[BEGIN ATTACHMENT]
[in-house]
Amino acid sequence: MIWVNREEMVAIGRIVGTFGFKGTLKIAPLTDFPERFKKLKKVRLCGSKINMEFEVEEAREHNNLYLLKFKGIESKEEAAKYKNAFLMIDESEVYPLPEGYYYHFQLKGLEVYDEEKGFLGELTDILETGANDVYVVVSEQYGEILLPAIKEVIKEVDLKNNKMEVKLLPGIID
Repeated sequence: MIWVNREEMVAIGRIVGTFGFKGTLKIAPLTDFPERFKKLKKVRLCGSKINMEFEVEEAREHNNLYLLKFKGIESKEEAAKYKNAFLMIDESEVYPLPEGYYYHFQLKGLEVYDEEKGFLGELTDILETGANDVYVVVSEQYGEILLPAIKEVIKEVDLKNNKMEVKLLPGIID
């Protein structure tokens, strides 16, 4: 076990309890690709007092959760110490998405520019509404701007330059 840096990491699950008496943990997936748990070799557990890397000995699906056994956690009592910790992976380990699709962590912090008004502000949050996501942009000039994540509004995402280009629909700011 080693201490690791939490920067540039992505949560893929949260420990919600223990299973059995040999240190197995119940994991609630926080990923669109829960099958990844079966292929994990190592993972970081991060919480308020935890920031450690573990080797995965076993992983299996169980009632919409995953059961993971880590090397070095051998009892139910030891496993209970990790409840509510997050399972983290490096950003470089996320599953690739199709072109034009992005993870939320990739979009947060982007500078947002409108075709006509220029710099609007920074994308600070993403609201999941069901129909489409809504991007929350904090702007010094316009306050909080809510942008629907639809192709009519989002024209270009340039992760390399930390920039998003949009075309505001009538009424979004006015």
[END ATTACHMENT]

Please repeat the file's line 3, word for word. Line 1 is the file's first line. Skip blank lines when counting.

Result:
Repeated sequence: MIWVNREEMVAIGRIVGTFGFKGTLKIAPLTDFPERFKKLKKVRLCGSKINMEFEVEEAREHNNLYLLKFKGIESKEEAAKYKNAFLMIDESEVYPLPEGYYYHFQLKGLEVYDEEKGFLGELTDILETGANDVYVVVSEQYGEILLPAIKEVIKEVDLKNNKMEVKLLPGIID